A long standing dictum in medicine is the mandatory treatment of acute diverticulitis with antibiotics. However there are now a couple of clinical trials proving that many cases of uncomplicated disease will recover with supportive care alone.
But before we alter our practice, it would be nice to see several studies of high quality evidence providing us a foundation for change. This paper certainly is not high quality evidence but it does add to the body of literature building out of Europe.
This was a descriptive study conducted in two Swedish hospitals that followed a convenience sample of 155 patients diagnosed with CT proven uncomplicated diverticulitis. They were managed without antibiotics and followed up as outpatients.
The mean age of patients was 57 and the mean CRP was 73. The majority had their first presentation of diverticulitis.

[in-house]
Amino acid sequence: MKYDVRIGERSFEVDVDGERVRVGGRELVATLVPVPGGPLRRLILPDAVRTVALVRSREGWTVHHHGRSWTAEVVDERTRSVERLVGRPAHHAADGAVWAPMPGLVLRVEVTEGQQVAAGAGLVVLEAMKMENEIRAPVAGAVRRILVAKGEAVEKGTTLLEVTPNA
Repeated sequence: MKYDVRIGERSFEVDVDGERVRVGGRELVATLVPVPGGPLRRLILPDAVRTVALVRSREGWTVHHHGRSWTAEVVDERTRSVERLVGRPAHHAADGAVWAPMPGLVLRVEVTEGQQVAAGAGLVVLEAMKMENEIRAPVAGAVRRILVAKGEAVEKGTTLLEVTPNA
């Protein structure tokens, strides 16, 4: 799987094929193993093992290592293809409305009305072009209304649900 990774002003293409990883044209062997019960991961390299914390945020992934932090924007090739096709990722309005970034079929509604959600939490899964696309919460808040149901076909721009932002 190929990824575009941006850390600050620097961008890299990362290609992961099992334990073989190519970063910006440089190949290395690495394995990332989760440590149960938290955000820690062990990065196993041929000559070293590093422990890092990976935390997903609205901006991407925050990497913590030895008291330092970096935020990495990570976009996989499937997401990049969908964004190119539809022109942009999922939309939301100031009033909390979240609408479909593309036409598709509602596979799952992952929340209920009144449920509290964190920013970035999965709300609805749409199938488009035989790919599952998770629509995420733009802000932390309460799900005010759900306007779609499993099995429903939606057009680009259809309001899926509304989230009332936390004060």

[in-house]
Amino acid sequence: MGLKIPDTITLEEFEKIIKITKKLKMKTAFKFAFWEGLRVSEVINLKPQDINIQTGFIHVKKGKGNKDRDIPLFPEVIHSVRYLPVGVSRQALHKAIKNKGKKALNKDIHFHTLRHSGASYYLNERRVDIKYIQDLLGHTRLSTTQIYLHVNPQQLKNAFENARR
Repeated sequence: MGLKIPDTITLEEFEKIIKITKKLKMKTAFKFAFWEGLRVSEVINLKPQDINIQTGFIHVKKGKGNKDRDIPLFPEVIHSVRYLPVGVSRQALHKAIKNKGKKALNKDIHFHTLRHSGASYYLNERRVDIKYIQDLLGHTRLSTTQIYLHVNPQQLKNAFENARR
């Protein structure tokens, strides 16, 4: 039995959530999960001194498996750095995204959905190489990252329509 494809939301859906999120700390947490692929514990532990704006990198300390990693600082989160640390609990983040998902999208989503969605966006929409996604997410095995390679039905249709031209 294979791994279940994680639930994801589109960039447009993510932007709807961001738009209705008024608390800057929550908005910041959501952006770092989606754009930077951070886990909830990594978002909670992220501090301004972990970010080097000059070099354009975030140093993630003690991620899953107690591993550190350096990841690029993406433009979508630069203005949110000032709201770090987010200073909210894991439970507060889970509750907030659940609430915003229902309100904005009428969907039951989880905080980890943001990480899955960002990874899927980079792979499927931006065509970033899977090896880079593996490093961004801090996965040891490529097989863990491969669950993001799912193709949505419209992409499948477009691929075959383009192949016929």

How successful was this strategy?
97% did just fine and recovered without complications... wow.
Of course there are some problems with this study design (selection bias, no comparator group, silly power calculation, unnecessary inferential statistics, etc) but it is compelling.
Sure, the literature is starting to look more definitive on this subject, but I’m not sure I have the cojones to change my practice quite yet... call me a eunuch.
I could only imagine having one of my patients return as a failure and have a surgeon castigate (castrate?) me. In addition, I’m not sure this is the time & place to be making a substantial impact on antibiotics stewardship. Think URTI’s, bronchitis, otitis media, chickens...
I think it’s looking like antibiotics do have some minor effect. The number needed to treat for acute uncomplicated mild disease is probably somewhere between 30 to 50. This might be enough reason to continue our current practice. But, I could be proven wrong.
Isacson D, Thorisson A, Andreasson K, et al. Outpatient, non-antibiotic management in acute uncomplicated diverticulitis: a prospective study. In J Colorectal Dis 2015;30:1229-1234.
Post a Comment